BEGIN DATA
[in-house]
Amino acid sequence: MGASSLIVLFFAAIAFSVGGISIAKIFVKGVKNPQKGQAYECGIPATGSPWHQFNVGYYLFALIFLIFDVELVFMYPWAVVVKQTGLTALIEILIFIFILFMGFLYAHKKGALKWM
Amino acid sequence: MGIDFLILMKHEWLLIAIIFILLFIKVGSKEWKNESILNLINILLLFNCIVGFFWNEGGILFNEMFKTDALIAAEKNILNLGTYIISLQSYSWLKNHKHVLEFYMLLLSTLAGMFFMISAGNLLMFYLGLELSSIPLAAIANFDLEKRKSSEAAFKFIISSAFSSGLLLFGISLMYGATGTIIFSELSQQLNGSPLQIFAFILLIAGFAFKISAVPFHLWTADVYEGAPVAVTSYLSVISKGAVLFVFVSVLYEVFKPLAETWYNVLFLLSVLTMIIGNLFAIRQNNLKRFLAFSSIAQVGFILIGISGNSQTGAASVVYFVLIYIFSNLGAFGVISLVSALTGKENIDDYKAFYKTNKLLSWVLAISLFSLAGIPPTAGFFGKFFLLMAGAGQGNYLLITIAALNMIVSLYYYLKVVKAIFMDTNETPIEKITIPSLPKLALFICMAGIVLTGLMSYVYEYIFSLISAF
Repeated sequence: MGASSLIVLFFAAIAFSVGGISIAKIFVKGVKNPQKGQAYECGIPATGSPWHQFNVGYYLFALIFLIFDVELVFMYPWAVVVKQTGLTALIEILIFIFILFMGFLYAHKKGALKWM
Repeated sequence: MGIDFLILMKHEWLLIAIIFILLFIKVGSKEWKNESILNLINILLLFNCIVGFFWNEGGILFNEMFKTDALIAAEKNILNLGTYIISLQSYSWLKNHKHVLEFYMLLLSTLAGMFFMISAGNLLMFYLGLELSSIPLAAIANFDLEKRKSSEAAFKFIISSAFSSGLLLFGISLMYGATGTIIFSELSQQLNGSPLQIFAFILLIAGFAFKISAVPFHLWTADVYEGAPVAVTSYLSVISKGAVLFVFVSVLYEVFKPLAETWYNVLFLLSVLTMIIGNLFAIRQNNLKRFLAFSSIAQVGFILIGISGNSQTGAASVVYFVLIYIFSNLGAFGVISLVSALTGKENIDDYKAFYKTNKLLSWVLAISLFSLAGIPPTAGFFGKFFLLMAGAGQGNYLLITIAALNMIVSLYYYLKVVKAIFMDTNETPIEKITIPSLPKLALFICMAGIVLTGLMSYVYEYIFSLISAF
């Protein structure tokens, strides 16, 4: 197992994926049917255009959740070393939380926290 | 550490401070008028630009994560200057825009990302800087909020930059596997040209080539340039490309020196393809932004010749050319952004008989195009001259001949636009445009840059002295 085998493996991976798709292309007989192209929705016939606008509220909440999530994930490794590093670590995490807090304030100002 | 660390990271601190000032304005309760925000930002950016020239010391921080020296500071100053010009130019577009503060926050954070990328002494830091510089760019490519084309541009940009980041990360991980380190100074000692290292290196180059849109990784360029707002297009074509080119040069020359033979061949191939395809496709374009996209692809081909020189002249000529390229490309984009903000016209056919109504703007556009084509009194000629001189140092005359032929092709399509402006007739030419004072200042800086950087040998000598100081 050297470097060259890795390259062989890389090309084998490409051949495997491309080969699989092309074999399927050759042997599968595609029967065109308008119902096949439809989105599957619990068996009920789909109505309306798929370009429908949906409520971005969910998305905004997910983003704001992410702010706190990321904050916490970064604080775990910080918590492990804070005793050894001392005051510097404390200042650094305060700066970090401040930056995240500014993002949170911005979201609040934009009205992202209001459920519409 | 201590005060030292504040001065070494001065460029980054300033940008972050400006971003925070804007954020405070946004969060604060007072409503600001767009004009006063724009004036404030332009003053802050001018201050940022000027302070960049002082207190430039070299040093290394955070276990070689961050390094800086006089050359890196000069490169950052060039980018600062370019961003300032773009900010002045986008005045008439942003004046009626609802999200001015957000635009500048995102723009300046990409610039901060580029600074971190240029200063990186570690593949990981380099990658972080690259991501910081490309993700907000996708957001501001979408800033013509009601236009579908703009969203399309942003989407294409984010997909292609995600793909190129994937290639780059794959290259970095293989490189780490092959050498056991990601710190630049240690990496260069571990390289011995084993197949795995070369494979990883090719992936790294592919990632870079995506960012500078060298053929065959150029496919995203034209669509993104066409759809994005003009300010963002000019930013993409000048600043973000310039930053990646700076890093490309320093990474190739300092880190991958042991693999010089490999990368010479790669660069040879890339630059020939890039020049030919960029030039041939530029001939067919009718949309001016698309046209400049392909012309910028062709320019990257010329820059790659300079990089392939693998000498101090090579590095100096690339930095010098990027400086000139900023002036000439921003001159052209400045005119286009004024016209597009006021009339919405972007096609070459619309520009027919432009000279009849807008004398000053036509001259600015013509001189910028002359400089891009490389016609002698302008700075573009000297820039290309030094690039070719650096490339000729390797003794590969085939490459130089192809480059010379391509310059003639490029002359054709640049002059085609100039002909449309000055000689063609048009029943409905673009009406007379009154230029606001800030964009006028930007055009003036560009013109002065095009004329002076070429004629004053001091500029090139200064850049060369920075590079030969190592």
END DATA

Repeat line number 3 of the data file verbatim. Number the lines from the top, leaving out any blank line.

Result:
Amino acid sequence: MGIDFLILMKHEWLLIAIIFILLFIKVGSKEWKNESILNLINILLLFNCIVGFFWNEGGILFNEMFKTDALIAAEKNILNLGTYIISLQSYSWLKNHKHVLEFYMLLLSTLAGMFFMISAGNLLMFYLGLELSSIPLAAIANFDLEKRKSSEAAFKFIISSAFSSGLLLFGISLMYGATGTIIFSELSQQLNGSPLQIFAFILLIAGFAFKISAVPFHLWTADVYEGAPVAVTSYLSVISKGAVLFVFVSVLYEVFKPLAETWYNVLFLLSVLTMIIGNLFAIRQNNLKRFLAFSSIAQVGFILIGISGNSQTGAASVVYFVLIYIFSNLGAFGVISLVSALTGKENIDDYKAFYKTNKLLSWVLAISLFSLAGIPPTAGFFGKFFLLMAGAGQGNYLLITIAALNMIVSLYYYLKVVKAIFMDTNETPIEKITIPSLPKLALFICMAGIVLTGLMSYVYEYIFSLISAF